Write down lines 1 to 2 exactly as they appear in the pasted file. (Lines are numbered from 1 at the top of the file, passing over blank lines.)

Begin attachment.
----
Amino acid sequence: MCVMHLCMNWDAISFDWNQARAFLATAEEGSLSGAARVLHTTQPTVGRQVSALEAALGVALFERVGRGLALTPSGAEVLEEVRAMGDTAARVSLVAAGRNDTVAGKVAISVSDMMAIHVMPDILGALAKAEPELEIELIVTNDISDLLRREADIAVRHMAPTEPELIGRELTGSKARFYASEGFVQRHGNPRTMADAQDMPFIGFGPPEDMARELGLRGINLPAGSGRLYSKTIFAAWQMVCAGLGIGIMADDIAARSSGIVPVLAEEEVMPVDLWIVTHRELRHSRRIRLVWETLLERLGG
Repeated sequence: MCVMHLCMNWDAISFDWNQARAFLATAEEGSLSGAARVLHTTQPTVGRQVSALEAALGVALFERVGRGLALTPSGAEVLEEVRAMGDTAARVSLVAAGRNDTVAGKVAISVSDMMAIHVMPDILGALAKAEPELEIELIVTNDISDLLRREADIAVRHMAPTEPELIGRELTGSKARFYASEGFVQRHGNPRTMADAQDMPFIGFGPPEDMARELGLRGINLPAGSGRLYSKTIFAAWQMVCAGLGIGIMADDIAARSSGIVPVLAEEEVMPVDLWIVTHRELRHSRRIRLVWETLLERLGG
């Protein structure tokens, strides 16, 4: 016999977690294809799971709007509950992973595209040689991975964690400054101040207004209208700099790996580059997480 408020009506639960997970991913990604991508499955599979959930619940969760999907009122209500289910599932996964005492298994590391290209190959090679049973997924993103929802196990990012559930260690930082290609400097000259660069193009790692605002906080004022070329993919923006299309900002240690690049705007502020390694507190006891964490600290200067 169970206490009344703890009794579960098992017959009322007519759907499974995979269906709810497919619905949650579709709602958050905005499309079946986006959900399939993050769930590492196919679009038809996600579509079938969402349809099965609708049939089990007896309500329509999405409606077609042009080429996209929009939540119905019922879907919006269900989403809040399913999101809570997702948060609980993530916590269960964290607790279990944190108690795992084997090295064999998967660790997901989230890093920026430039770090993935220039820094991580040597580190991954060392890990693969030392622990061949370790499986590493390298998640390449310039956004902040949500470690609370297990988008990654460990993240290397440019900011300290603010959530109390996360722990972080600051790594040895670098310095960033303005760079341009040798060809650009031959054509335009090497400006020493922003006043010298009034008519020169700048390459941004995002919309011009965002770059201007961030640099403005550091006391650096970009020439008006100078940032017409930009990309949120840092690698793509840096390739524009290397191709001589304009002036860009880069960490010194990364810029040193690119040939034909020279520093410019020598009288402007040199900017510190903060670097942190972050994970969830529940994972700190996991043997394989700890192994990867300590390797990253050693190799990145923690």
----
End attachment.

Amino acid sequence: MCVMHLCMNWDAISFDWNQARAFLATAEEGSLSGAARVLHTTQPTVGRQVSALEAALGVALFERVGRGLALTPSGAEVLEEVRAMGDTAARVSLVAAGRNDTVAGKVAISVSDMMAIHVMPDILGALAKAEPELEIELIVTNDISDLLRREADIAVRHMAPTEPELIGRELTGSKARFYASEGFVQRHGNPRTMADAQDMPFIGFGPPEDMARELGLRGINLPAGSGRLYSKTIFAAWQMVCAGLGIGIMADDIAARSSGIVPVLAEEEVMPVDLWIVTHRELRHSRRIRLVWETLLERLGG
Repeated sequence: MCVMHLCMNWDAISFDWNQARAFLATAEEGSLSGAARVLHTTQPTVGRQVSALEAALGVALFERVGRGLALTPSGAEVLEEVRAMGDTAARVSLVAAGRNDTVAGKVAISVSDMMAIHVMPDILGALAKAEPELEIELIVTNDISDLLRREADIAVRHMAPTEPELIGRELTGSKARFYASEGFVQRHGNPRTMADAQDMPFIGFGPPEDMARELGLRGINLPAGSGRLYSKTIFAAWQMVCAGLGIGIMADDIAARSSGIVPVLAEEEVMPVDLWIVTHRELRHSRRIRLVWETLLERLGG